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May measure out the ocean deep-may What are ten thousand worlds compared with count
Thee ? The sands, or the sun's rays—but God! for And what am I, then! Heaven's unnumberThee
ed host, There is no weight nor measure. None can Though multiplied by myriads, and array'd mo
In all the glory of sublimest thought, Up to thy mysteries. Reason's bright spark, Is but an atom in the balance weighed Though kindled by the light, in vain Against Thy greatness—is a cypher brought would try
Against infinity. What am I, then? Naught. To trace Thy counsels, infinite and dark; And thought is lost ere thought can soar so Naught!—but the effluence of Thy light dihigh,
vine, Even like past moments in eternity.
Pervading worlds, hath reached my bosom, Thou from primeval nothingness didst call
Yes; in my spirit doth Thy spirit shine, First chaos, then existence-Lord, on Thee
As shines the sunbeam in a drop of dew. Eternity had its foundation; all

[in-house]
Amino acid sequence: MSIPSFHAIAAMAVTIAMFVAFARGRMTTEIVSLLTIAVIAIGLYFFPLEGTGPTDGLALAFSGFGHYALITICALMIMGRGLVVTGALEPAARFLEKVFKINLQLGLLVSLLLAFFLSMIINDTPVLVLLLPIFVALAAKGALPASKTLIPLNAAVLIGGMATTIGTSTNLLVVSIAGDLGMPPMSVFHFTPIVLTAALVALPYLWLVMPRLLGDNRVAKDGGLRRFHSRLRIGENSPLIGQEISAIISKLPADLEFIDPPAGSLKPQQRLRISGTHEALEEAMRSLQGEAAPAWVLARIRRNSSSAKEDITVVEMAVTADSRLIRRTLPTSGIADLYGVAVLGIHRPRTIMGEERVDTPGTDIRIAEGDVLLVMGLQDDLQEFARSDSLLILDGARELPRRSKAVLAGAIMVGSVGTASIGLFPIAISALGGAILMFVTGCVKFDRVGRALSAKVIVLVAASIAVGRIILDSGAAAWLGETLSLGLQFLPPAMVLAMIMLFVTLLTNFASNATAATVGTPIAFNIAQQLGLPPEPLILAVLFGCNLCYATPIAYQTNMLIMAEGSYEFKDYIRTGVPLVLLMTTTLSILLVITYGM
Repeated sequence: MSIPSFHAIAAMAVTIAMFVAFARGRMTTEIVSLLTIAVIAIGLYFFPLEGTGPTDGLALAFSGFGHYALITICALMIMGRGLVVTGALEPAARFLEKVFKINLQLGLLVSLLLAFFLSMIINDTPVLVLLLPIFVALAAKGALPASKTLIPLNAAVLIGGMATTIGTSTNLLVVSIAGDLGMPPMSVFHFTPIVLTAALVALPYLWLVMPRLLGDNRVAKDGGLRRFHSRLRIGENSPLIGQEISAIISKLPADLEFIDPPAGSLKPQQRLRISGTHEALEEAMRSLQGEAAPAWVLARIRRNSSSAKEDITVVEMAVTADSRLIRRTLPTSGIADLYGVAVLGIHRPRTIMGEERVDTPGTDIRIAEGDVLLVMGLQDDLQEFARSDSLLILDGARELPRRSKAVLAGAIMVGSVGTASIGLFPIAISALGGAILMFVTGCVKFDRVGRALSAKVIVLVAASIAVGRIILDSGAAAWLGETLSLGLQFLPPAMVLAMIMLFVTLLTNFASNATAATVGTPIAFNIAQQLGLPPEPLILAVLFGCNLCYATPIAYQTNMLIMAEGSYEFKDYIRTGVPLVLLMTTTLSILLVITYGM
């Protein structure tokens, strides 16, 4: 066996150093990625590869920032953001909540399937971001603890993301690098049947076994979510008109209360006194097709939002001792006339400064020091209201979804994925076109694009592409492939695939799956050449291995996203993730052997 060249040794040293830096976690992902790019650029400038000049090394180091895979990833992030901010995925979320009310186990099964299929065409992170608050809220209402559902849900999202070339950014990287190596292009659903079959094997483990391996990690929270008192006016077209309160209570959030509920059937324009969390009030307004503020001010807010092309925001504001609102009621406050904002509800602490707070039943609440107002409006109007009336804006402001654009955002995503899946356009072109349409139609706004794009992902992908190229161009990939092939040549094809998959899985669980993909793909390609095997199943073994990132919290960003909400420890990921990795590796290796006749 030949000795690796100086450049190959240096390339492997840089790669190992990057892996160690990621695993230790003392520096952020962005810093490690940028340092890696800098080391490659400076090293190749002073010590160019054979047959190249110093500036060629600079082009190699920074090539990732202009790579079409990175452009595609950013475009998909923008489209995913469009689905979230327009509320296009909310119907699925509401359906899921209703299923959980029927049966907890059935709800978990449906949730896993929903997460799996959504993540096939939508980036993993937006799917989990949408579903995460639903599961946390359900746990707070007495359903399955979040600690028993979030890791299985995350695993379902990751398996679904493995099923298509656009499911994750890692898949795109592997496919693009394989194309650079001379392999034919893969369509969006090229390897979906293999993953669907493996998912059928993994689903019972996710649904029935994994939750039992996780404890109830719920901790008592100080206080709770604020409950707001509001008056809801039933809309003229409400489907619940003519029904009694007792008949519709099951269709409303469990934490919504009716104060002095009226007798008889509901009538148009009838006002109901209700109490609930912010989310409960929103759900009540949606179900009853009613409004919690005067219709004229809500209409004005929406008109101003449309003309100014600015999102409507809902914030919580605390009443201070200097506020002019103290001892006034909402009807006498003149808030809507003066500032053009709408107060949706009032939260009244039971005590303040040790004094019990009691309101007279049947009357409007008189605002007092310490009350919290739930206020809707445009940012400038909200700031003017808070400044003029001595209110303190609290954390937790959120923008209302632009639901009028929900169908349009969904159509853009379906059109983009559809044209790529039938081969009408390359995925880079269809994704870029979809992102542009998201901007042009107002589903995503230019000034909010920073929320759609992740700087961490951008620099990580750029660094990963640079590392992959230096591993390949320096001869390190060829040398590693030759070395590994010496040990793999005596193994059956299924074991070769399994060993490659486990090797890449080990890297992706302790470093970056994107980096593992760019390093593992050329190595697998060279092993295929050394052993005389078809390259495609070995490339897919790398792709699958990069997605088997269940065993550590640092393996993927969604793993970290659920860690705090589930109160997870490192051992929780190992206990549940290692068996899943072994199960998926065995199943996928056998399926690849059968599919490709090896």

Naught! But I live, and on Hope's pinions fly Spring forth from Thee-of light, joy, har Eager toward Thy presence; for in Thee mony,
I live, and breathe, and dwell, aspiring high; Sole origin—all life, all beauty there;
E’en to the throne of Thy divinity. Thy word created all, and doth create;
I am, O God, and surely thou must be! Thy splendor fills all space with day divine; Thou art, and wast, and shall be glorious, Thou art! directing, guiding all thou art! great!
Direct my understanding, then, to Thee; Life-giving, life-sustaining potentate.
Control my spirit, guide my wondering heart;
Though but an atom ’midst immensity, Thy chains the unmeasured universe sur
Still I am something, fashioned by Thy hand! round,
I hold a middle rank, 'twixt heaven and
earth, Upheld by Thee-by Thee inspired with breath!
On the last verge of mortal being stand, Thou the beginning with the end hast bound,
Close to the realm where angels have their
birth, And beautifully mingled life and death! As sparks mount upward from the fiery blaze, Just off the boundaries of the spirit land. So suns are born, so worlds spring forth
FROM THE RUSSIAN OP DERZHAVIN. from Thee; And as the spangles in the sunny rays
SOMETIME. Shine around the silver snow, the pageantry
And sun and stars forevermore have set,